What everyone is overlooking is that of course the Prius would be a top trade-in how many have been produced in the last 20 years? It's like saying that the CAR X is the new Camry, because the number one trade-in is the Camry. The Camry being the best selling passenger car for the last 25 years...

What's number two on the list? The BMW 3 Series, which is way more in line with what you'd expect and certainly not a "green car" by any stretch of the imagination.


The last time Forbes was a credible news source was when the Prius was just coming out.


It's not really "Forbes". The article was written by a "Forbes Contributor", which is an unpaid blogger. I elaborate here: https://news.ycombinator.com/item?id=17728614

I agree with you, back in the "good old days" Forbes was a respectable publication. Not any more.


it's interesting how a discussion about the SEC possibly investigating Musk and Tesla over Twitter comments was flagged by HN moderators and this blog post presenting a rosy view of Tesla showed up in its wake


As far as I can tell there are just two moderators, and this is a big website. Is it possible that they’re just focusing on what gets the most flags and not scouring every post? Maybe the pro-Tesla people flag articles critical of the brand in a way that gets moderator attention more than everyone else flags a post like this?

It seems more likely to me than any other explanation.


So HN already has certain voting ring detectors -- shouldn't the moderators be able to detect the pro-tesla/pro-musk voting ring?


I don't know anything about that, but if it’s not coordinated behavior then why would it run afoul of a detector? Maybe Muskies are just way more easily angered than everyone else, so their actions coordinate, but they’re doing it spontaneously?

I could be wrong, I just doubt that this adds up to more than the moderators being overworked and overwhelmed.


I'd love to trade in the Prius to get a Tesla but there's no way in hell I'm doing that when they are so expensive. You can get a used Prius for about CAD$14,000. Maybe in another 5 or 6 years.


This is exactly how I feel. I've owned my Prius for 4 years at this point and I love it. I think I'm just going to ride it until it dies. Then I'll consider getting a Tesla.


You can get a pre-owned Model S right now for $43,600

Source: https://ev-cpo.com/hunter/


So only about three times the quoted CAD$14K of a used Prius? What about used Tesla Model S's, again?


Anecdotal, but: my hometown of Orinda is a good bellweather; when the Prius first came out, the small downtown area felt like 1/3rd of the cars were Prii. In the past couple years, every time I visit I see many, many Teslas. It's an affluent but liberal town in the Bay Area, a lot of people who buy in to green-but-luxury brands.


In some ways it's far more impressive that the Prius is as ubiquitous in the Bay Area as it is. People who would never buy a Corolla flocked to it.

The 3 is also a generic transportation appliance, but it's a much nicer one.


Watching traffic in downtown SF is a game of seeing if the total sum of non-Prius cars outnumber the Priuses or not.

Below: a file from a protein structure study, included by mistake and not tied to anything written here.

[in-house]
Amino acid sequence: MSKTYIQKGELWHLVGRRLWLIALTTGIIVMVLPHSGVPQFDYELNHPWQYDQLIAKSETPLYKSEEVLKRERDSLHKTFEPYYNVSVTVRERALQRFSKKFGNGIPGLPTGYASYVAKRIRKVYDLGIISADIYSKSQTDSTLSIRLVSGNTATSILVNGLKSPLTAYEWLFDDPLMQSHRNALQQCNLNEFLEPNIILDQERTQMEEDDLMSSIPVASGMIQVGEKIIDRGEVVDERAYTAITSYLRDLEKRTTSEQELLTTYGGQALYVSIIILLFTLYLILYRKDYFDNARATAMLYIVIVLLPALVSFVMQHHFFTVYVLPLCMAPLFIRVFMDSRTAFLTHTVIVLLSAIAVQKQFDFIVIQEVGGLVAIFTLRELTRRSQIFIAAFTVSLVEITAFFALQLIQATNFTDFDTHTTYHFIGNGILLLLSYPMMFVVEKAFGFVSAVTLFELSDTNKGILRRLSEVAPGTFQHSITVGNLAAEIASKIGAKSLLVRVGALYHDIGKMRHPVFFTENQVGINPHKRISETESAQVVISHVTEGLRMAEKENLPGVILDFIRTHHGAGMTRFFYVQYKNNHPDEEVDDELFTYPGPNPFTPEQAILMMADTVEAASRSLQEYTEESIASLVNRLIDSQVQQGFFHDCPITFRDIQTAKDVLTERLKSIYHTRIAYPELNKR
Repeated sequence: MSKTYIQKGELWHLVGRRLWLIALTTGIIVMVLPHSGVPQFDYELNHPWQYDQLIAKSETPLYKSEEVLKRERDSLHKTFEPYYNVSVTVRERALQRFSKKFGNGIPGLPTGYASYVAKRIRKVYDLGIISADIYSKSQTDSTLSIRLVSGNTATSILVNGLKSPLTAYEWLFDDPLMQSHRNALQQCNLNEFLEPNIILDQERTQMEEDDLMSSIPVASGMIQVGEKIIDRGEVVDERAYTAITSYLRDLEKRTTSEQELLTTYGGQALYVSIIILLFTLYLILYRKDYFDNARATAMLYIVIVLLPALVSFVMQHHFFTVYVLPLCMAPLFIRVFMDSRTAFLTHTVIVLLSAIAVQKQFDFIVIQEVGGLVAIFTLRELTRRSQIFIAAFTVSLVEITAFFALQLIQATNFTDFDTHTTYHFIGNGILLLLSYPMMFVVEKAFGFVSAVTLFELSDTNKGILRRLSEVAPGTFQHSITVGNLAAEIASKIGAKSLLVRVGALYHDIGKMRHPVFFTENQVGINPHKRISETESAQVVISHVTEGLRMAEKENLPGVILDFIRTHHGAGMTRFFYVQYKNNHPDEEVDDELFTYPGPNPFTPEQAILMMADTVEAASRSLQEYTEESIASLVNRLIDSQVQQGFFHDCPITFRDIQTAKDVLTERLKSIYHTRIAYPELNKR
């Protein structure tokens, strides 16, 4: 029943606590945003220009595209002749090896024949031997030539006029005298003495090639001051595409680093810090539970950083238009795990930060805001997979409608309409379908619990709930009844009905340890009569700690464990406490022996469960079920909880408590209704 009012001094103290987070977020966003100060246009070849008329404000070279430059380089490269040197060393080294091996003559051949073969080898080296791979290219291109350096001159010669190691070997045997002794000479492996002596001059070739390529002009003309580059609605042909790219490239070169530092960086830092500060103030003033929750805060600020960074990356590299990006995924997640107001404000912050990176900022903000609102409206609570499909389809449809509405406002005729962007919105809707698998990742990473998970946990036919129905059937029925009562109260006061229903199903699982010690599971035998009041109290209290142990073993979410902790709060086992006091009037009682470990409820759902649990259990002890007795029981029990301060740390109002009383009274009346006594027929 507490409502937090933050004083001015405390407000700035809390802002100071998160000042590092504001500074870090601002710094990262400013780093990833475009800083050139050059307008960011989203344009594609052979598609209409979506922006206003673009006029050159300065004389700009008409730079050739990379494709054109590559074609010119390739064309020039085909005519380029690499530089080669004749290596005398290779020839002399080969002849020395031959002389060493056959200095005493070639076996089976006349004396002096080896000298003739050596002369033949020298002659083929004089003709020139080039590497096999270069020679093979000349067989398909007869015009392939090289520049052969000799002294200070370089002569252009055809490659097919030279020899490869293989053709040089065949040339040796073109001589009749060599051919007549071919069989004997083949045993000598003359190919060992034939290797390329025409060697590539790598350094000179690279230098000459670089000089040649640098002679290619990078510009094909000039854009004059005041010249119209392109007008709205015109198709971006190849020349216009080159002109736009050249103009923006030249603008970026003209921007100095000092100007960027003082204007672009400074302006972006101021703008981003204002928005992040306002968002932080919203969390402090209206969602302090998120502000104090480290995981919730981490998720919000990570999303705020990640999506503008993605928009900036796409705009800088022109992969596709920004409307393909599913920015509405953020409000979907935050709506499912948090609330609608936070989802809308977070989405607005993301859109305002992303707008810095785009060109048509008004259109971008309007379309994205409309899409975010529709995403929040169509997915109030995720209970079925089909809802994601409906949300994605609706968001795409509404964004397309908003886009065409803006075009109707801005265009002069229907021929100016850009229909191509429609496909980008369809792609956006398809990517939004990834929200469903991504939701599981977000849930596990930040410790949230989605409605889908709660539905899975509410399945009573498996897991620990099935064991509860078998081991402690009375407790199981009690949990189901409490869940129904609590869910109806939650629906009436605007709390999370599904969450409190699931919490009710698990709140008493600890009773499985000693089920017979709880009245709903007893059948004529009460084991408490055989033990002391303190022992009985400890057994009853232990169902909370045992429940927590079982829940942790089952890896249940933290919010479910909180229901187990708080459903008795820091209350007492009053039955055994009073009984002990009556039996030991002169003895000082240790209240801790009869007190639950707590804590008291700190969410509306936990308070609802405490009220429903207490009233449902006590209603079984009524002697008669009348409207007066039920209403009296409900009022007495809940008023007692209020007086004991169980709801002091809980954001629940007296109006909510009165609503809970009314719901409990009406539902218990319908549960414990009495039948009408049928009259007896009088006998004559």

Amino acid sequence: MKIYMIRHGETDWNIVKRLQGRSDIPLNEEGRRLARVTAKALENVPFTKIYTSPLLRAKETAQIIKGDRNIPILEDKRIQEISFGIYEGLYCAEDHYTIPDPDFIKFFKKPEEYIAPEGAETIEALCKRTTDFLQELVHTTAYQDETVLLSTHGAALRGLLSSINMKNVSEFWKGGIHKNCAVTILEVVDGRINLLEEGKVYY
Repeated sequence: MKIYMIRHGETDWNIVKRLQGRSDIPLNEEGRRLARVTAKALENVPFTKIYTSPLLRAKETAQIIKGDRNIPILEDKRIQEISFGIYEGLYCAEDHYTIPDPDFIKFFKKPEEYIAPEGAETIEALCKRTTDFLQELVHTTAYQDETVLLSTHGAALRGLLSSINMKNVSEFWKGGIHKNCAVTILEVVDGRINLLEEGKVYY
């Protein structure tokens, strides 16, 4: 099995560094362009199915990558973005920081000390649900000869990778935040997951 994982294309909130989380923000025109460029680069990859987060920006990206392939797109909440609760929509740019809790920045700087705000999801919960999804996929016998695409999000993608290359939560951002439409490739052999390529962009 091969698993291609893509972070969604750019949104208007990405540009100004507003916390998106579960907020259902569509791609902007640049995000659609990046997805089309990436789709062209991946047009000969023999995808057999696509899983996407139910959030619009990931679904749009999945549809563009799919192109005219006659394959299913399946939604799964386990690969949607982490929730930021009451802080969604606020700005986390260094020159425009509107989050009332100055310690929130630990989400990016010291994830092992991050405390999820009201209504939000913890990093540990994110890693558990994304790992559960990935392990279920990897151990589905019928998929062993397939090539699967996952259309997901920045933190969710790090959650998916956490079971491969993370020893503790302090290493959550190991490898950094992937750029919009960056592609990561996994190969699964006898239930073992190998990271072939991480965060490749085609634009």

I live in Fremont and my neighborhood has 3 Model 3s between 10 neighbors.


Hello from Lafayette.


Still don't understand why anyone would get either option over a Volt, from a purely "green" standpoint.

I absolutely get the appeal of Tesla from a quality and technology standpoint though.


Telsa over Volt is easy for me, no carrying around a gas engine that I don't need. I actually don't even have a Tesla, but I do drive an all electric. I didn't want to carry around added weight in an ICE engine and have more room for batteries.


Not sure why. Not having range anxiety is great. I’ve had mine for 2 years and I’m getting 124mpg over the lifetime.


Some people don't think highly of American automakers, Chevy in particular, so for them it's not even an option. I don't think I would every personally buy one.


Tesla is an American company.


Yes and I think we both knew I was referring more to the big three but thanks for being pedantic.


Tesla 3 costs (at least) twice of the Prius, doesn't it? Are we talking about multimillionaires with zero sensitivity to price, of is $25K in California now considered pocket change not worth mentioning? If not, I don't see how that could be true.


Hmm, this seems like an apples to oranges comparison. EV customers are not hybrid customers (even PHEV models like the Prius Prime - full disclosure, I drive a Prime). It's odd to see Forbes claiming people bought Teslas instead of Primes - they're not very similar... It would be more relevant to compare Model 3 sales to the Nissan Leaf[1] and Chevy Bolt[2].

1: https://www.forbes.com/sites/sebastianblanco/2018/01/09/niss...

2: https://www.marketwatch.com/story/gm-sells-more-than-20000-c...


Hmm, this seems like an apples to oranges comparison. EV customers are not hybrid customers

Citation? I'm considering both an EV and a hybrid for my next car.


You are hereby allowed to buy whatever car you'd like to! What that suggests (and what Forbes doesn't quite seem to be getting at) is that more people are buying EVs in general - they make a lot of sense for in-town / commuting use.


> they make a lot of sense for in-town / commuting use.

And a lot of sense for a bunch of other things. These are higher end Model 3's, they have a pretty decent range.


Yes, clearly the Teslas are standout EVs (but at standout prices). The steady sales of the Leaf and Bolt suggest to me that more people are inclined to choose them as budget EVs with "good enough" range.


What is much more important is the Model 3 replacing pure ICE cars, that is the real revolution.


That is what hybrids have been doing for 20 years.


Didn't even read the article: calling BS. Model 3 is easily twice as expensive. It is a better car by all accounts, but the steep price differential will make it safe from becoming the "green car of choice".


Lol exactly my thought...they are not even in one price range. No one is thinking of buying prius or tesla